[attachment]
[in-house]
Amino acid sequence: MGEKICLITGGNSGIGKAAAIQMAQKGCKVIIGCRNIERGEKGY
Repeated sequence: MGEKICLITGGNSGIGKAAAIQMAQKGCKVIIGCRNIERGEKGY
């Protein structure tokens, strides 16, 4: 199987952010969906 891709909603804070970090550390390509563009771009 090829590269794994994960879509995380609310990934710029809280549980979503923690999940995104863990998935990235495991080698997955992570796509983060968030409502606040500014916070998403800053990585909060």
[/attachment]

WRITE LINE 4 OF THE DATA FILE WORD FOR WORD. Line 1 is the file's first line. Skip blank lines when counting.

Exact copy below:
């Protein structure tokens, strides 16, 4: 199987952010969906 891709909603804070970090550390390509563009771009 090829590269794994994960879509995380609310990934710029809280549980979503923690999940995104863990998935990235495991080698997955992570796509983060968030409502606040500014916070998403800053990585909060």